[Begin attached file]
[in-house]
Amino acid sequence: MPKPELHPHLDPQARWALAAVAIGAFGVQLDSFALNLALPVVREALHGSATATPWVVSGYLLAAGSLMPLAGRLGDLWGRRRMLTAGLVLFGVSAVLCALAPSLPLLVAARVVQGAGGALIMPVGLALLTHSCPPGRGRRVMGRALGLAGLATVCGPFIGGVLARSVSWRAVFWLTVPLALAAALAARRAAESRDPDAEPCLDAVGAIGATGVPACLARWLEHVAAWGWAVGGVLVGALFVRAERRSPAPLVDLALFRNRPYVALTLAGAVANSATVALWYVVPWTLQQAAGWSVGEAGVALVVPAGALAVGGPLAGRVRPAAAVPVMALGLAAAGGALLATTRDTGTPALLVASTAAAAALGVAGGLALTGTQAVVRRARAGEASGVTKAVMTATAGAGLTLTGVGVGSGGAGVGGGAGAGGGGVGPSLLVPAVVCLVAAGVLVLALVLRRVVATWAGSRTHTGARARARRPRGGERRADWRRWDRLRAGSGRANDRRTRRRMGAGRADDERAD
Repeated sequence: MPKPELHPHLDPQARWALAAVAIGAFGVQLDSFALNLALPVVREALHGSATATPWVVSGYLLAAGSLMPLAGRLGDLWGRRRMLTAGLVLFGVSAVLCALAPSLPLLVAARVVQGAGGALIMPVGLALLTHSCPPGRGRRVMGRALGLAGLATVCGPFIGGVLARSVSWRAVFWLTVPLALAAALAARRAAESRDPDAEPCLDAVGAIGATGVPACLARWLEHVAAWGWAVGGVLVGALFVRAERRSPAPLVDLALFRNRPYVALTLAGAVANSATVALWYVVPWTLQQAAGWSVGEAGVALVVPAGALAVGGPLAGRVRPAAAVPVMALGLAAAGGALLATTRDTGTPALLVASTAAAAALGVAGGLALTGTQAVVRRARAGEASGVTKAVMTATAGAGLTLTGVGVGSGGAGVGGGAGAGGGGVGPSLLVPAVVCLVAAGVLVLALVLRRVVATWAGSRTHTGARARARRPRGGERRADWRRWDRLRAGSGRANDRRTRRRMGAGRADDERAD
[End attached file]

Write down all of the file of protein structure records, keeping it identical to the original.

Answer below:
[in-house]
Amino acid sequence: MPKPELHPHLDPQARWALAAVAIGAFGVQLDSFALNLALPVVREALHGSATATPWVVSGYLLAAGSLMPLAGRLGDLWGRRRMLTAGLVLFGVSAVLCALAPSLPLLVAARVVQGAGGALIMPVGLALLTHSCPPGRGRRVMGRALGLAGLATVCGPFIGGVLARSVSWRAVFWLTVPLALAAALAARRAAESRDPDAEPCLDAVGAIGATGVPACLARWLEHVAAWGWAVGGVLVGALFVRAERRSPAPLVDLALFRNRPYVALTLAGAVANSATVALWYVVPWTLQQAAGWSVGEAGVALVVPAGALAVGGPLAGRVRPAAAVPVMALGLAAAGGALLATTRDTGTPALLVASTAAAAALGVAGGLALTGTQAVVRRARAGEASGVTKAVMTATAGAGLTLTGVGVGSGGAGVGGGAGAGGGGVGPSLLVPAVVCLVAAGVLVLALVLRRVVATWAGSRTHTGARARARRPRGGERRADWRRWDRLRAGSGRANDRRTRRRMGAGRADDERAD
Repeated sequence: MPKPELHPHLDPQARWALAAVAIGAFGVQLDSFALNLALPVVREALHGSATATPWVVSGYLLAAGSLMPLAGRLGDLWGRRRMLTAGLVLFGVSAVLCALAPSLPLLVAARVVQGAGGALIMPVGLALLTHSCPPGRGRRVMGRALGLAGLATVCGPFIGGVLARSVSWRAVFWLTVPLALAAALAARRAAESRDPDAEPCLDAVGAIGATGVPACLARWLEHVAAWGWAVGGVLVGALFVRAERRSPAPLVDLALFRNRPYVALTLAGAVANSATVALWYVVPWTLQQAAGWSVGEAGVALVVPAGALAVGGPLAGRVRPAAAVPVMALGLAAAGGALLATTRDTGTPALLVASTAAAAALGVAGGLALTGTQAVVRRARAGEASGVTKAVMTATAGAGLTLTGVGVGSGGAGVGGGAGAGGGGVGPSLLVPAVVCLVAAGVLVLALVLRRVVATWAGSRTHTGARARARRPRGGERRADWRRWDRLRAGSGRANDRRTRRRMGAGRADDERAD